I have been given the awesome opportunity to review a cookbook...from an actual TV show...this week! As someone with no TV, I'd never seen the show Recipe Rehab, so I really went into this with no preconceived notions. I quickly gathered that the premise of the show is to take not-so-healthy family style recipes and "rehab" them to be a healthier meal option. The show started on YouTube, and is now showing on most ABC stations on Saturday mornings. On each episode, they take one family recipe submitted by an audience member and two accomplished chefs compete in an effort to recreate the best healthier version of the dish. Recipe Rehab (the book) is the first book that has been written in conjunction with the show. The 175-page cookbook includes 80 recipes and lots of color photos. There are recipes for every meal of the day and at first glance the book includes no recipes that sound unappetizing (I don't always feel this way when scanning a cookbook) though I wasn't drooling over it either. Until I got to the Creamy Kale and Artichoke Dip with Garlic Toasts, but I'll get to that. Most of the book's recipes are about a page long and while they're family-style dishes that you may serve at home, some are also kind of fancied up for foodies. The book also includes text boxes of "chef tips," which are always nice in a cookbook.
I expected to find recipes with lots of fat-free and low-fat ingredients, which I pretty much never cook with. But I found that the recipes are largely very similar to the way I cook every day. Sneaking dark greens into food, lots of colorful vegetables, whole grains, not much cheese, applesauce in place of fat when baking...that kind of stuff. There is some ingredient swapping in the book's recipes using low-fat alternatives, so I set out to try a recipe with at least two reduced-fat ingredients. Because I have a prejudice against low-fat cheese, the recipe I chose to start with was Creamy Kale and Artichoke Dip with Garlic Toasts. I am well acquainted with artichoke dips and most involve lots of cheese, cream cheese and mayo. And I've rarely met an artichoke dip I haven't loved to the last smear (using my finger to clean the plate).
Recipe Rehab's artichoke dip has a very heavy-on-the-veggie ratio, with a small amount of parmesan, low-fat cream cheese and part-skim ricotta. I found it to be fairly easy to make and I think it turned out just as the cookbook authors would have hoped: very tasty and lacking nothing despite the absence of mayo and gobs of high fat cheeses. There was something about the dip that made me stop eating before I was sick to my stomach, which is atypical of my usual experience eating artichoke dip. I chose not to clean the plate with my tongue, and I've decided that's probably a good thing. It's likely I ate maybe two servings of Recipe Rehab's dip, while I wouldn't be surprised if I eat 4 or 5 servings of my usual artichoke dip recipe (always with regret).
Moving on to dinner, I went with Prosciutto-Stuffed Pork Tenderloin with Smokey Tomatoes. The dish is a little high-tech only because I had to stuff the butterflied tenderloin and use kitchen twine to put it back together. I wouldn't usually go to such lengths, but the photo in the book looked fantastic! I had some trouble with cooking times on the meat and my tomatoes for the sauce seemed under-roasted. The tenderloin was stuffed with tomato paste and prosciutto and was very good and very light tasting. There is basically no added fat in this recipe, so the tomato sauce didn't have the slick of olive oil I'm accustomed to. I was totally convinced that my kids would hate this dish, because to be honest, I didn't love it. My youngest daughter turned out to be a super fan, and she is 9, so that is really saying something.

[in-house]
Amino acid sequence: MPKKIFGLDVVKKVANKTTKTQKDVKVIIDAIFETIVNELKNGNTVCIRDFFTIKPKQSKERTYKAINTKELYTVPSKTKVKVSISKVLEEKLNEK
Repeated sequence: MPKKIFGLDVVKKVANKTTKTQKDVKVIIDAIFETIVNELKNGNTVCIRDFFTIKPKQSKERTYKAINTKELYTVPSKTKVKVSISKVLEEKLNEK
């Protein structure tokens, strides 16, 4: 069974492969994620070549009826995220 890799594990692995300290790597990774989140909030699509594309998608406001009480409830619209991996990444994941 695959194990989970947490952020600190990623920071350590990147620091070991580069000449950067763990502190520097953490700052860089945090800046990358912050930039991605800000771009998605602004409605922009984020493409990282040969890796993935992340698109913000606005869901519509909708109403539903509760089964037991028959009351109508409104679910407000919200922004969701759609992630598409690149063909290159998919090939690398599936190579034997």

In light of our super healthy dinner, I was hungry soon after, which was fine because I had made Dairy-Free Decadent Chocolate Cupcakes!
This recipe is kind of your typical cupcake, except it uses unsweetened almond milk and instead of butter or oil, it calls for applesauce. And there's no fatty chocolate in here, just dark cocoa powder. These cupcakes came out super moist with great flavor. I was surprised how much the taste of the almond milk came through, and it was a very nice aftertaste. The recipe was also super-duper easy to make. Including oven time, it took me maybe 25 minutes from start to finish. After the success of these cupcakes, I can't wait to try the book's Lemon Poppy Seed Muffins!
To give you an honest indication of what else is in the book, I'll close my eyes a few times and flip the pages to a random spot for you. One....Green Bean Casserole; exactly how'd you imagine it except from scratch without canned soup. Two...Grilled Sirloin Skewers with Homemade Steak Sauce; which reminds me, many of the recipes in here are healthier purely because sauces and dressings are made from scratch versus bottled. I'm a big believer in this approach to cooking both for health and for flavor, so that's probably my favorite part of the book. Three...Carnitas Tacos with Roasted Tomatillos; though I'm guessing not all of us can get fresh tomatillos in our grocery store. That is the case of a few other ingredients I saw in this book. I couldn't get soy whipped cream for my cupcakes, for example, but no biggie. Last one...Lighter Lemon Bars; sounds delicious and calls for "light butter" which I think I've never heard of, but should definitely look into!
Recipe Rehab is brought to you by the test kitchens of the Everyday Health hit TV show and is written by JoAnn Cianciulli and Maureen Namkoong, M.S, R.D. You can find the book in major bookstores and online booksellers. You can find sample excerpts from the book here and learn more about the show here! Enjoy!